Skip to main content

Oil prices rose on Thursday, reversing course after an early decline as investors bought futures ahead of a long weekend on news that the European Union might phase in a ban on Russian oil imports.

Brent futures were up $1.35, or 1.30 per cent, at $110.19 a barrel. U.S. West Texas Intermediate futures were $1.24 or 1.18 per cent higher at $105.48 a barrel at 1:06 p.m. ET (1706 GMT).

Both contracts were on track for their first weekly gain in April. For several weeks, prices have been the most volatile since June 2020.

The New York Times reported that the European Union was moving toward adopting a phased-in ban of Russian oil, to give Germany and other countries time to arrange alternative suppliers.

A phased-in ban on Russian oil would force European buyers “to seek alternative sources, some of which in the near term is being met by Strategic Petroleum Reserve releases, but in the future, more supplies coming out of the ground will be required,” Andrew Lipow of Lipow Oil Associates in Houston said.

Russia’s Energy Ministry said it was limiting access to its statistics on oil and gas production and exports.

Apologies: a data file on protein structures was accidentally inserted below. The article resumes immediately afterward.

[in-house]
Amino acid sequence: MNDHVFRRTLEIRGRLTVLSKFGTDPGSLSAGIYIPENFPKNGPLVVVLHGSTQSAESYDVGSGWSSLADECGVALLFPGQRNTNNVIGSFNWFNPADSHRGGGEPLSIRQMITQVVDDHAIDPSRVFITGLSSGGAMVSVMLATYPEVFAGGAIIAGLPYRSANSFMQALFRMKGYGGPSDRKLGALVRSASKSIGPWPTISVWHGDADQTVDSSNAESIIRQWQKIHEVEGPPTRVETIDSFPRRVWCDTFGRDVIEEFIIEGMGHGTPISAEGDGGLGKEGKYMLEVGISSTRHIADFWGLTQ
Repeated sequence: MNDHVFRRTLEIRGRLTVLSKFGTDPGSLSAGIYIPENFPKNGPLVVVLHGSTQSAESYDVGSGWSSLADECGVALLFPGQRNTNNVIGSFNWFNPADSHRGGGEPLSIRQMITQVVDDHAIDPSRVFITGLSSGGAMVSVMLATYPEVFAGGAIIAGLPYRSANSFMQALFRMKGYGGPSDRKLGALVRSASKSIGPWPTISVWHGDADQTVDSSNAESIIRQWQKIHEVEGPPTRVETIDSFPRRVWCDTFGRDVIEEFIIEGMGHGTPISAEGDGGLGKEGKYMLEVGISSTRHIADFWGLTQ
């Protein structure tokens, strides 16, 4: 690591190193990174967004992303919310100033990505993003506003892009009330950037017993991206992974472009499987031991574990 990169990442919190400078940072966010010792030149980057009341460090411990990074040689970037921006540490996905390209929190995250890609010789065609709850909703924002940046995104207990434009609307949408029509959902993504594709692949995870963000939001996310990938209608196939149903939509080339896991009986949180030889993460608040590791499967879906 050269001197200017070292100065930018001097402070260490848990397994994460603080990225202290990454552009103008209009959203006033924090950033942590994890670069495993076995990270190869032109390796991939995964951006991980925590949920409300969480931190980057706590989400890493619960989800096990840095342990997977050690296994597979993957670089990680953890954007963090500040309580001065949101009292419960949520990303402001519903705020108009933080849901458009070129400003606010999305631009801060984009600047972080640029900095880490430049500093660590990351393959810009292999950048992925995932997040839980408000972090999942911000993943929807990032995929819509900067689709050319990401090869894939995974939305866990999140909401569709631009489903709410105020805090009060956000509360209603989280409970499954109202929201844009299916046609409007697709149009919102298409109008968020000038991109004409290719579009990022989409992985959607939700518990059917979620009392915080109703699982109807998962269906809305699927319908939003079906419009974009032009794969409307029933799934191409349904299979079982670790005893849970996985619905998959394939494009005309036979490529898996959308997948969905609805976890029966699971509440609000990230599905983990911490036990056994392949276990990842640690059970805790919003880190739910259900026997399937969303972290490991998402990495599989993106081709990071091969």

On Wednesday, the International Energy Agency warned that from May onwards roughly 3 million barrels per day of Russian oil could be shut in due to sanctions or buyers voluntarily shunning Russian cargoes.

Major global trading houses also plan to curtail crude and fuel purchases from Russia’s state-controlled oil companies in May, Reuters reported on Wednesday.

On Wednesday, the U.S. Energy Information Administration reported that U.S. oil stocks rose by more than 9 million barrels last week, driven partly by releases from strategic reserves.

Analysts in a Reuters poll had anticipated just an 863,000-barrel build.

U.S. oil production forecasts are being revised upwards despite labour and supply chain constraints as higher prices spur more drilling and well completion activity, according to industry experts.

However, Chinese refiners are set to cut crude throughput this month by about 6 per cent, a scale last seen in the early days of the COVID-19 pandemic two years ago, to ease bulging fuel inventories during recent lockdowns, industry sources and analysts said.

Trade was going to continue to be “somewhat nervous” as the war between Russia and Ukraine continues and as countries weigh banning Russian supplies, Price Futures Group analyst Phil Flynn said.

“The big question is going to be, how many people are going to want to be short oil going into the long weekend?”

Traders were also jockeying for position as U.S. May crude options were set to expire on Thursday.

Be smart with your money. Get the latest investing insights delivered right to your inbox three times a week, with the Globe Investor newsletter. Sign up today.